For MyPlate’s 2nd birthday on June 2, 2013, USDA is using the power of social media to throw a month- long virtual party. Everyone is invited to participate and help celebrate the success of USDA’s MyPlate on the new MyPlate Facebook page. Log on to www.facebook.com/myplate from June 2 through the end of the month and wish MyPlate a healthy Happy Birthday!
MyPlate’s birthday wish is to increase its Facebook fan base so that even more people can learn about MyPlate and healthy eating. The MyPlate Facebook page will have a new birthday cover photo and birthday related posts all week long. Fans, partners, and other federal agencies are also being encouraged to use blogs, Twitter, Pinterest, or Instagram to help celebrate this happy milestone. The event hashtag is #MyPlateBirthday. Read more »
Recently, I spoke at the grand opening of the Daisy Hill Assisted Living facility in Versailles, Ky. In visiting this facility, I reflected on the future of this and other facilities and their importance as we anticipate the droves of baby boomers seeking to maintain a quality of life as they transition to assisted-living.
The facility was financed through USDA’s Business and Industry Guarantee Loan program. The $4.5 million loan guarantee to Pinnacle National Bank of Nashville has provided the owners an opportunity to create a beautiful facility for the residents. Read more »
Ken Mouw created a shelterbelt 10 years ago on his Elk Point, S.D. as a way to fortify his farm against the harsh winter winds.
South Dakota’s harsh winters can be tough on a farm or ranch, and conservation improvements like a shelterbelt can help shield buildings, crops and livestock from the wind and snow. Ken Mouw, a CEO-turned-farmer, has used a shelterbelt—a band of trees and shrubs—to protect his Elk Point, S.D. farm against rough weather over the past 10 years.
USDA’s Natural Resources Conservation Service and the Union County Conservation District helped Mouw design the shelterbelt, consisting of trees and shrubs of different heights and densities that all work together to protect from the northern and western winds, keeping snow from collecting in his driveway during a snow storm. Read more »
2013 is the International Year of Statistics. As part of this global event, every month this year USDA’s National Agricultural Statistics Service will profile careers of individuals who are making significant contributions to improve agricultural statistics in the United States.
Growing up on a small general crop and livestock farm in central Minnesota cultivated my enthusiasm for agriculture. Even then I knew I wanted to do something related to agriculture but I also knew the value of getting a good education. I attended the University of Minnesota to earn my undergraduate degree, after which I earned a Master of Science degree at North Dakota State University.
College provided me with skills in mathematics and agriculture but like most college graduates, no job. This is where the National Agricultural Statistics Service (NASS) came into the picture. I joined the agency’s North Dakota field office as an agricultural statistician, allowing me to keep in touch with agriculture. Next I worked in the Idaho field office and then on to Washington, D.C. where I worked in both crops and livestock areas, finally settling into my current position as Chief of the Livestock Branch in 2001. Read more »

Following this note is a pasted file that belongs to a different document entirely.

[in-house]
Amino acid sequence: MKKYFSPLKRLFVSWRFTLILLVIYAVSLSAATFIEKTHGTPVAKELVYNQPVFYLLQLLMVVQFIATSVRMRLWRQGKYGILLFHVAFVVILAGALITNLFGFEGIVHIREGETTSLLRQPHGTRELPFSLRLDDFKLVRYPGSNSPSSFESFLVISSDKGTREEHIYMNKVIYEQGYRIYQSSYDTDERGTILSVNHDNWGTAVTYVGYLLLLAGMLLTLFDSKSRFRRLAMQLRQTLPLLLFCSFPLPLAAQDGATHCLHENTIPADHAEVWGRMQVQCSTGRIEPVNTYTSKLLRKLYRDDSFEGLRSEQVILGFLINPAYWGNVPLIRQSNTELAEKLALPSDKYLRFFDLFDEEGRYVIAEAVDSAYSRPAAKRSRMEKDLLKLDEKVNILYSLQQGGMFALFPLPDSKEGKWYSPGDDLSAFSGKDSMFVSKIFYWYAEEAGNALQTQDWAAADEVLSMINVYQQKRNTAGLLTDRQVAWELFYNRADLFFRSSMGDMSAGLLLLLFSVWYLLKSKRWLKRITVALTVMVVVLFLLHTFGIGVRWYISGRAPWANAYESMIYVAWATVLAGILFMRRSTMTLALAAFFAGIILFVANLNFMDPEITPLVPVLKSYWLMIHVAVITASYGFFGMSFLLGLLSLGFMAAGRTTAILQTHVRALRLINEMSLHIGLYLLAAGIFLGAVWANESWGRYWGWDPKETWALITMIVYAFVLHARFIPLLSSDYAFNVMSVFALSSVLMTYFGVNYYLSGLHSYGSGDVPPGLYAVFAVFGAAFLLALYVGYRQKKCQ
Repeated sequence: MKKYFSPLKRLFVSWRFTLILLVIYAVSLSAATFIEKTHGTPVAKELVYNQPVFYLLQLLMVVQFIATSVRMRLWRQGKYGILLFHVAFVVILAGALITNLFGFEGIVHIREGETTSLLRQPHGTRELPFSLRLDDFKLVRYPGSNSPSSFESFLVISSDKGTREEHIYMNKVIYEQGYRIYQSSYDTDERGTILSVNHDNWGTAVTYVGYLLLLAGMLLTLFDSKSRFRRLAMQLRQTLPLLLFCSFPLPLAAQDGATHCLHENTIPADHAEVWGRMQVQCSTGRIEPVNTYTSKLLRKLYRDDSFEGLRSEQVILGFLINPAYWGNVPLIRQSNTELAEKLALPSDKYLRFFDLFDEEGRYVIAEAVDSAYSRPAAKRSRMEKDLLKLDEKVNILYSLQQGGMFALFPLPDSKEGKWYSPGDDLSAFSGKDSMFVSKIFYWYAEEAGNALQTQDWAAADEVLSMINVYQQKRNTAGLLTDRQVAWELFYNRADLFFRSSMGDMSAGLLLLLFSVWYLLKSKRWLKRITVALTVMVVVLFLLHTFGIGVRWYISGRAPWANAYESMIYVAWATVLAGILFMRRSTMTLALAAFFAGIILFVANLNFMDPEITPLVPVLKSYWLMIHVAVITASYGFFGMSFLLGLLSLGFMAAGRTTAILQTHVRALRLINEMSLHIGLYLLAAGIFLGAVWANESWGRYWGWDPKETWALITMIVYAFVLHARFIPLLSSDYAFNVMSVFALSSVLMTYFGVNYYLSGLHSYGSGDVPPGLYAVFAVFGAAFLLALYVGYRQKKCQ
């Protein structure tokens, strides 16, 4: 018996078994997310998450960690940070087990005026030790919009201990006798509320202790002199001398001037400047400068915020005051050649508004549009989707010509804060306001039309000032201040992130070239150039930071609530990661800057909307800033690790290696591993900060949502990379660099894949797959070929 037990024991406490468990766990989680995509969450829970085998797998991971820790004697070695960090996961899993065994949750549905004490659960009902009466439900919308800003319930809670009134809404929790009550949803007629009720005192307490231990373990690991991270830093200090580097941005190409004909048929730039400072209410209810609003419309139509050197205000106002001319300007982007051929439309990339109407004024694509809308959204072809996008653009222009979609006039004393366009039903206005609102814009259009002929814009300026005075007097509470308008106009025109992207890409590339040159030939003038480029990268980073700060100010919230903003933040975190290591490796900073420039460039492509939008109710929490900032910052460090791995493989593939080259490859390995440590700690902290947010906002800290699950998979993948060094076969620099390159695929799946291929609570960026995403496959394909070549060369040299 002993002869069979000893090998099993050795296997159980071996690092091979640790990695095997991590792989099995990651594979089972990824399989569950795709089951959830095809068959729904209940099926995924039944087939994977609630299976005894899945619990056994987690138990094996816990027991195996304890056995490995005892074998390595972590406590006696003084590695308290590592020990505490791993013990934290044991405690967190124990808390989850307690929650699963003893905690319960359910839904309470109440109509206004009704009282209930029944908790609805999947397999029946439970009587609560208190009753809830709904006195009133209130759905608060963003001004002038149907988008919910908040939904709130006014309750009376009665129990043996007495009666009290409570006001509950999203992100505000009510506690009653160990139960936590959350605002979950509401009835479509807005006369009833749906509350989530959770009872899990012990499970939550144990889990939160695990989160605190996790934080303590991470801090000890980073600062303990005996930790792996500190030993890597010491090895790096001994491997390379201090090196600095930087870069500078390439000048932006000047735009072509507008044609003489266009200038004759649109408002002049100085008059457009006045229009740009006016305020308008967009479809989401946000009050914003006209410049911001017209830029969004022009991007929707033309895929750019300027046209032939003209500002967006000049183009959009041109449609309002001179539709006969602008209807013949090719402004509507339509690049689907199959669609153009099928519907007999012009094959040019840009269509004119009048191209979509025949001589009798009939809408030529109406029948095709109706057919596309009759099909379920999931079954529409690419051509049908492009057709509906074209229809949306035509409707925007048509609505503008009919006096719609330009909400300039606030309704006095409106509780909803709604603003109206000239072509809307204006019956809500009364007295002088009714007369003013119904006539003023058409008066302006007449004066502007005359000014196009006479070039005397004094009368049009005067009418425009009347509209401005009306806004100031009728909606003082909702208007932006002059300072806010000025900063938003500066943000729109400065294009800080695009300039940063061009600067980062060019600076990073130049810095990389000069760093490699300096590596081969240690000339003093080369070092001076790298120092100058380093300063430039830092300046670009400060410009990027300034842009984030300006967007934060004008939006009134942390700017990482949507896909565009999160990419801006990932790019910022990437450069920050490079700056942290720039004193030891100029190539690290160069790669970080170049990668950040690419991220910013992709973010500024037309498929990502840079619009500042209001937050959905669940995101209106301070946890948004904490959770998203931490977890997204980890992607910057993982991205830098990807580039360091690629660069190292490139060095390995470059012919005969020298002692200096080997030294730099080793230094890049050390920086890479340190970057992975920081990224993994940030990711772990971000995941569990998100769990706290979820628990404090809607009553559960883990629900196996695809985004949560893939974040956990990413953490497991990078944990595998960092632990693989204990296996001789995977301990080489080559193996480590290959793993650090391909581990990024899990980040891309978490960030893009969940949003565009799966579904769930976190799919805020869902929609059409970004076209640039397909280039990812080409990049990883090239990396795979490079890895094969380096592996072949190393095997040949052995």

Think big. Think Sear’s Tower big and then multiply by 44.
That is approximately the volume of food that is lost from the U.S. food supply annually at retail food stores, restaurants, and homes combined.
Now think of all the labor, land, water, fertilizer, and other inputs that went into growing that food. It would take far more than a mega-city of skyscrapers to contain it all. Production of wasted food pulls all these resources away from uses that may be more beneficial to society – and it generates impacts on the environment that may endanger the long-run health of the planet. The environmental footprint of food waste starts at agricultural production and extends through to food processing, transportation, retail, preparation and/or disposal, depending on where along the way the food is discarded. Read more »
To recognize the contribution that research in agriculture makes in our daily lives, we’re focusing this month’s Science Tuesday blogs on the successes that USDA science agencies have achieved for us all.
For over a century, USDA research has spurred innovation and created many great products for our families, but we haven’t done it alone. Partnering with a vast network of university scientists — as well as other federal agencies, private industry, and other groups — the National Institute of Food and Agriculture (NIFA) supports agricultural research and extension through competitive grants on topics of great importance to us all. NIFA is also committed to educating our youth in science and agriculture, supporting opportunities for rural communities, 4-H, and scholars programs. So, today we’re focusing on the research of NIFA and its partners because “Ag Research Counts” every day, for every American. We’re continuing our trivia contest on Facebook with questions from past ‘Science Tuesday’ blogs. Feel free to participate on Twitter using the hashtag #AgResearchCounts. Here are this week’s blogs featuring NIFA-funded research that impacts each of us every day: Read more »